Try to apply this story to software. Software costs resources to produce initially, but after it is on the shelf, all the resources it will ever consume have already been spent during its development, modulo its useless and wasteful packaging. Now there is a component of continuing to improve the software, but the cost of improving the software is not proportional to the number of users the way the cost of producing televisions is proportional to the number of people that want televisions. While treating software as a commodity does serve to compensate the creator for producing the software, when seen from the perspective of the economy as a whole rather than a single business, it makes no sense. The idea of commodity software is a misallocation resources.

Fortunately, the idea of commodity software is gradually fading away. We have mostly done away with the wasteful practice of putting software — essentially free to reproduce — into boxes, which have a cost to reproduce and are only advertisements until they are thrown away by the purchaser. But the model persists in the App Store, among other places. But note how the great Giants of the age are no longer using this model. Apple is profiting off of others using this model, but they are not using it directly. Google and Facebook will have nothing to do with it. Microsoft is dying a slow, painful death.

While there is a social realization that the old commodity model isn’t working anymore, it is not clear to me that anyone sees where it is headed. Google has hit a sweet spot where they can provide value to everyone without charging consumers any money — by collecting data about people, they make it easier for producers and consumers to connect when they stand to benefit from each other, and they found a nice place to skim compensation off of that arrangement. Google essentially has one very valuable product. Apple’s business model is basically that of a hardware company. But how does a typical software company work in the new age of information?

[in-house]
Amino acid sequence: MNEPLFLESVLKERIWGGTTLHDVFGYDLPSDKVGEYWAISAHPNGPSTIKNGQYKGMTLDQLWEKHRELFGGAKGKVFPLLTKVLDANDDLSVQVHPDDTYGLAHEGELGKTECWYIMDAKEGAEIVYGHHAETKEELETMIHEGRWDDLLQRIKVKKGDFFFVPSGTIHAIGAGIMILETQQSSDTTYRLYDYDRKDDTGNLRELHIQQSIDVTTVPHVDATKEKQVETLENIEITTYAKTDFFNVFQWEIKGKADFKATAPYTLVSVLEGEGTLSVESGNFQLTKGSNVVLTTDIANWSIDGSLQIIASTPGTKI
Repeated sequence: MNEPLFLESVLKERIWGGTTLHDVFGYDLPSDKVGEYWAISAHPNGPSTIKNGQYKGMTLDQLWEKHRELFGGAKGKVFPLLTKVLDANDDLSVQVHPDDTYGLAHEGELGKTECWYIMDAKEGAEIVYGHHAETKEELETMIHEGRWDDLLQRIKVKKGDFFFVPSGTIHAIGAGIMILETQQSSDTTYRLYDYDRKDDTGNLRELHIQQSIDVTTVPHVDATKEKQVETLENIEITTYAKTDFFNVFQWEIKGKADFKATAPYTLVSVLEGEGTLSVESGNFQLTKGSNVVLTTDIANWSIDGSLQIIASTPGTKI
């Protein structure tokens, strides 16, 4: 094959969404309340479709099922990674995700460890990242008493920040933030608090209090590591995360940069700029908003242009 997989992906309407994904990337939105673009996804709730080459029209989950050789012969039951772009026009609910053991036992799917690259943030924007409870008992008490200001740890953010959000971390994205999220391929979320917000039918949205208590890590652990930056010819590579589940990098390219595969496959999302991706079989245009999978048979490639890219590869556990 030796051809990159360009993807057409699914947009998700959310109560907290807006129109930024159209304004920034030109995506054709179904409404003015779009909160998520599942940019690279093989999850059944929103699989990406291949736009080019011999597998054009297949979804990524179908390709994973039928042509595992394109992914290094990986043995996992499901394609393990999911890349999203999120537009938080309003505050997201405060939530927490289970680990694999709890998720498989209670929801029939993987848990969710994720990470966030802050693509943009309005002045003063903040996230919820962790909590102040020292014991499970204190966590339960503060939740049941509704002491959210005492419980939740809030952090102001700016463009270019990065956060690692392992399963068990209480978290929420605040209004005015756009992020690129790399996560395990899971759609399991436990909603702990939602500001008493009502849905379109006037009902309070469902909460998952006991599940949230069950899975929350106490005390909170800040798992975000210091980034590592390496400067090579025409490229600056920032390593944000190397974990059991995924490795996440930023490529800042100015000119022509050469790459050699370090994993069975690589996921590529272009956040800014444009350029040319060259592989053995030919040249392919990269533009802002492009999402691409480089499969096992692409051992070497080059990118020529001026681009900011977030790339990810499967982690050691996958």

To explore this idea, I will take the vantage point of looking at society as a whole and follow the scent of efficient resource allocation. Resources are required to produce software in the first place: we need ideas, programmers, testers, and marketers. After the software has been conceived of, written, and tested — that is, at the point when the consumer uses the software — all the resources required for producing the software have already been expended. It is nonsense to charge people at this point; society would benefit more if you simply gave your software away, because the cost of doing so is (almost) zero. We need a way to pay for ideas, programmers, testers, and marketers. The resources required for providing a product are proportional to the difficulty of its creation, not the scale of its distribution.